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As if the daily dose of negative macroeconomic news crushing investors here in Australia were not enough, on 28 May 2012 a leading international provider of building maintenance and technical services went under.  Hastie Group was no more.

While the administrators attempt to sort through the wreckage, the blame game has already begun in earnest.  Hastie executives are blaming reluctant banks for refusing to go along with the latest in a long string of debt restructuring efforts.  Investors are pointing the finger at the company’s auditor, Deloitte & Touche.  The former Leighton Holdings Executive brought in to save Hastie Group is now decrying the multiple mistakes of previous management.

In the midst of all this there is the concern over the more than 2,000 jobs that may be lost, with substantially less concern for the fate of the holders of Hastie ordinary shares.  Investors faced the risk and now they will pay, and pay dearly.

Forgetting about the blame game for the moment, should any investor with a stake in the Hastie Group be surprised?  While no one can predict the future with certainty, were there warning signs that clearly indicated the risks involved with this company were simply too high?  While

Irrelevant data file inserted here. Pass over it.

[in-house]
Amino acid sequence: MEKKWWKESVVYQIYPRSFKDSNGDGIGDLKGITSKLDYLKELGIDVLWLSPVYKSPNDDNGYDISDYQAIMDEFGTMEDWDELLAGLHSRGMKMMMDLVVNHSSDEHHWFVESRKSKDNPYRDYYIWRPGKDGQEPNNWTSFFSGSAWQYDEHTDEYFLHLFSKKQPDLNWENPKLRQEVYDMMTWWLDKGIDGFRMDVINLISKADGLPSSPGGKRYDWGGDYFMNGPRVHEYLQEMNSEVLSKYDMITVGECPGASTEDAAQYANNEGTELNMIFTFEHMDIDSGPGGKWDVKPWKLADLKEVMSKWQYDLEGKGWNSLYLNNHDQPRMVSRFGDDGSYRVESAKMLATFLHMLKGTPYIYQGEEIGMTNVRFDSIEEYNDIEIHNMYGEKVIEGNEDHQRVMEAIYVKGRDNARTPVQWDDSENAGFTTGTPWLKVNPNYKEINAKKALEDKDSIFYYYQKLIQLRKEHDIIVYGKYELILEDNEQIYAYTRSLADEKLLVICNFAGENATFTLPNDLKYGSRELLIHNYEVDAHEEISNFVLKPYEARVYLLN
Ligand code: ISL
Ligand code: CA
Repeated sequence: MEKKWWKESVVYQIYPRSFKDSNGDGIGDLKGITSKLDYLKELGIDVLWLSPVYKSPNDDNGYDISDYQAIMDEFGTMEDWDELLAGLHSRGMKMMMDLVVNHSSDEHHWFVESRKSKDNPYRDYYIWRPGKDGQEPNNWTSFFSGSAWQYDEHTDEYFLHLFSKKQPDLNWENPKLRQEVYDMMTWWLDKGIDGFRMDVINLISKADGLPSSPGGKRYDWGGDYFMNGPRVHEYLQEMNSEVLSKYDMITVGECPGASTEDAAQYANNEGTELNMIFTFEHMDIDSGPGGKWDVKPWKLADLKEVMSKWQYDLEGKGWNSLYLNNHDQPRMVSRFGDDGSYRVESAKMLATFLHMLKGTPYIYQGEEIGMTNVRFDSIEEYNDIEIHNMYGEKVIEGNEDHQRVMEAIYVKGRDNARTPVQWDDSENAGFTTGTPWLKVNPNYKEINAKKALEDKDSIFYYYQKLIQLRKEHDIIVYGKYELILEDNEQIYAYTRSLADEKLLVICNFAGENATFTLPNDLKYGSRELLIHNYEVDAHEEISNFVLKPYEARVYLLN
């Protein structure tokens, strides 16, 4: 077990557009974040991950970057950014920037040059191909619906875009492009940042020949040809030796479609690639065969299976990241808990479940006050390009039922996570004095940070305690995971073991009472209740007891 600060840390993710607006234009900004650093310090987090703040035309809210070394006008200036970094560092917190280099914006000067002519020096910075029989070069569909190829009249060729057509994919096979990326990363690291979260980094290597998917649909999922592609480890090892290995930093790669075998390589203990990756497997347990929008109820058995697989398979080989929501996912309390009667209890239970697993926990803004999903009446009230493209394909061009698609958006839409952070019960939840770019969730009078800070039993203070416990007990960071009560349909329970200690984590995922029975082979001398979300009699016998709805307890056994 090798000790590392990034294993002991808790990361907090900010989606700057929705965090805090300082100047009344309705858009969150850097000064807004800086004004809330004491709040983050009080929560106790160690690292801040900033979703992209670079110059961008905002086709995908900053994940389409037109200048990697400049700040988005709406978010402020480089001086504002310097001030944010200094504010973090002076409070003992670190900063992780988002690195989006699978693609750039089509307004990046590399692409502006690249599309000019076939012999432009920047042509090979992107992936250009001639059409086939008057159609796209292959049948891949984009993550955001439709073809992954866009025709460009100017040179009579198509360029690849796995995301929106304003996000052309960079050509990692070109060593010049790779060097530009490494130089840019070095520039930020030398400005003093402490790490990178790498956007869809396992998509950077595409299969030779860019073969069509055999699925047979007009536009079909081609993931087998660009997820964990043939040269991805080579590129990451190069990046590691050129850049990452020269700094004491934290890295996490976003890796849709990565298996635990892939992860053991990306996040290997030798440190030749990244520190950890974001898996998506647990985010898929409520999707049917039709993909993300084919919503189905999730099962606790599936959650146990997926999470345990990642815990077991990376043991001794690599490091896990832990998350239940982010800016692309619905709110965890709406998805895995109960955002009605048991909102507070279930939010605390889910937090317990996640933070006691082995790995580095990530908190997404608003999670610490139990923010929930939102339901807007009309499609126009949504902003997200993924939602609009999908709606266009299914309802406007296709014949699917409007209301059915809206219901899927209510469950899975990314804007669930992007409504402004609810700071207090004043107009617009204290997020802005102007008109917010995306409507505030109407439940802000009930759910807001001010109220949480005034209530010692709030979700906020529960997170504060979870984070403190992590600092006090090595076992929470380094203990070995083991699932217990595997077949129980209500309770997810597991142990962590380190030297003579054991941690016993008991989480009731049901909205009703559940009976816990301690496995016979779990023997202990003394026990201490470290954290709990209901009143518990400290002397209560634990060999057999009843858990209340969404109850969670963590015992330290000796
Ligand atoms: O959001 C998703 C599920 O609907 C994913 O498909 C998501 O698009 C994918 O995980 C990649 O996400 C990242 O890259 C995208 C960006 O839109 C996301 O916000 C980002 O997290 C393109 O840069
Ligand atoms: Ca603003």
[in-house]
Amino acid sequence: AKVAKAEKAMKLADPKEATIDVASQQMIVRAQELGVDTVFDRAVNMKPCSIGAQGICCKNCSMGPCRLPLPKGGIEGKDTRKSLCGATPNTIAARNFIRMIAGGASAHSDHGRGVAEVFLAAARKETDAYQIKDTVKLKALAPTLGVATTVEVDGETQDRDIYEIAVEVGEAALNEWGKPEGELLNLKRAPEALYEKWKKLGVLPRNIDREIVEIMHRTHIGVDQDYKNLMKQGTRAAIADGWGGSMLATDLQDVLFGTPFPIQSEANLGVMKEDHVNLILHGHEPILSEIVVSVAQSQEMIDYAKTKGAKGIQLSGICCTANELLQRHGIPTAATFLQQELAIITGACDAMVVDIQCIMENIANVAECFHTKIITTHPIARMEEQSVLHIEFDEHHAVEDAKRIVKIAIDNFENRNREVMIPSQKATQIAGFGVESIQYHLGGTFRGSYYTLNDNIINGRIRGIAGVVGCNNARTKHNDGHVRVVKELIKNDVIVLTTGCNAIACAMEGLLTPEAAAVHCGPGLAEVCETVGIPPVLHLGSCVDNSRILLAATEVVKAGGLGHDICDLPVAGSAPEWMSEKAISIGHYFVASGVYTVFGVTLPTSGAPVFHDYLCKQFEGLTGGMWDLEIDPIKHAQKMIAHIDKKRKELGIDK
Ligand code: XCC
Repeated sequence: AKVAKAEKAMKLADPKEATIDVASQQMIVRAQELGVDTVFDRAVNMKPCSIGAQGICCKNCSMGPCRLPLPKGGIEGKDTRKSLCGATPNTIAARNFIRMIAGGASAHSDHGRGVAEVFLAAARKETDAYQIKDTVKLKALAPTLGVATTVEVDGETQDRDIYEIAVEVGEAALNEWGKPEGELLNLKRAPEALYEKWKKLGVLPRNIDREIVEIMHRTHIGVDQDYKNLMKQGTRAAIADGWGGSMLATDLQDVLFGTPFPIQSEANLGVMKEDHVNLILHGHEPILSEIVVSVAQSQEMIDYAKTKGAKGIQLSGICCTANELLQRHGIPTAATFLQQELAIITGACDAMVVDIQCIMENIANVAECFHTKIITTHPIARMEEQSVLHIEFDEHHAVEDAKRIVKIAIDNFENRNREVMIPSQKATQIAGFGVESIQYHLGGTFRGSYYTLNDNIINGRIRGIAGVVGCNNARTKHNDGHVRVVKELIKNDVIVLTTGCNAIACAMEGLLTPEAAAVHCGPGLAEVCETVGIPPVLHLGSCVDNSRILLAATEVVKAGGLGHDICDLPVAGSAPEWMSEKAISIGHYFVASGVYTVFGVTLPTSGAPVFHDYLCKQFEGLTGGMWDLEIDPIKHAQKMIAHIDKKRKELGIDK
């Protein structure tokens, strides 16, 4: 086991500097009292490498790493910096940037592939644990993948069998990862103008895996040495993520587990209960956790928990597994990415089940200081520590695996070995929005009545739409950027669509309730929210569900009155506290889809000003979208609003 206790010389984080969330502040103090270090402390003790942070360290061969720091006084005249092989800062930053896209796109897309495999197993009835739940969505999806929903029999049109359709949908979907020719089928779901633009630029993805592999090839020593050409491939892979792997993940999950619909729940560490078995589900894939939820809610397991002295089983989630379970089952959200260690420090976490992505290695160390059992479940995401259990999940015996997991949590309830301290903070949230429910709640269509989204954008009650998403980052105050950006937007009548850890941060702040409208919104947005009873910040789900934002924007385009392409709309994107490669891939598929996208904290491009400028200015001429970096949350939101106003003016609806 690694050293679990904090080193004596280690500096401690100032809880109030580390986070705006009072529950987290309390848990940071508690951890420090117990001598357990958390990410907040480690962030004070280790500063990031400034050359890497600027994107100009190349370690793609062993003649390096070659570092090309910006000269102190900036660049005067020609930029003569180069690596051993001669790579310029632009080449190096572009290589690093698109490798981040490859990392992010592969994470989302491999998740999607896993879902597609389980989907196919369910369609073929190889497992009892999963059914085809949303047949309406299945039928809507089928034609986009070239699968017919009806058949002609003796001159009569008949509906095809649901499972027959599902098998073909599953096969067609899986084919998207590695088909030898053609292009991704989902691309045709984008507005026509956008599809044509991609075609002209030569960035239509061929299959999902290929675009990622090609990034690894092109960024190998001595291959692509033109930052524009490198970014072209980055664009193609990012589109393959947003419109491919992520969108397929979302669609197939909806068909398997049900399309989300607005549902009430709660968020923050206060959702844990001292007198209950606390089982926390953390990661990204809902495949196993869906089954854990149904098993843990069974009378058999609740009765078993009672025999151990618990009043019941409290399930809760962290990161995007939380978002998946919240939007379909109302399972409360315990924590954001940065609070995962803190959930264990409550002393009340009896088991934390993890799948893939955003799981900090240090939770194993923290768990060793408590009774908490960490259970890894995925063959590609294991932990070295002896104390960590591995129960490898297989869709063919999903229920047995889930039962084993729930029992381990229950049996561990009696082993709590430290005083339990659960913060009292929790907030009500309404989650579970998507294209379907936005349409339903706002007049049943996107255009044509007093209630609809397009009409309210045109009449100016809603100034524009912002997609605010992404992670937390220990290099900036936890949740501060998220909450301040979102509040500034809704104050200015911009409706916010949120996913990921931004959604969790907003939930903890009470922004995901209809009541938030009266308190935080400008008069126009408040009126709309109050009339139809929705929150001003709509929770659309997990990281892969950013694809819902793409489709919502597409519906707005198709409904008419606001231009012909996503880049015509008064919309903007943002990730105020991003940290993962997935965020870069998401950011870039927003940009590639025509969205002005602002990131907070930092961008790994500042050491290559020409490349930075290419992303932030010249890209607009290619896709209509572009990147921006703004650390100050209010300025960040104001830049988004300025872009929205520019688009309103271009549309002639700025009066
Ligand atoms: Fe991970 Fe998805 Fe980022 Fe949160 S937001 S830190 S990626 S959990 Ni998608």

Where do average retail investors like us go to minimize the risk of losing everything in the total collapse of one of our holdings?  Can we learn to spot another Hastie in the making and run for the exits like a stampeding herd of cattle?

Many of us rely on analyst opinion.  Since they are professionals, we assume they know more than we do and would certainly sound an alarm of impending doom in the face of events that should be obvious.  The Hastie story provides an ideal case study to test that assumption and to perhaps learn how to add our own analysis to the mix.  If you are willing to put in the time, you have access to many of the same numbers and business events the analysts do.

The following table uses data from FN Arena to summarize analyst ratings for Hastie group over the past year and a half.  We eliminated some months where there was no substantial change.  Here is the table:

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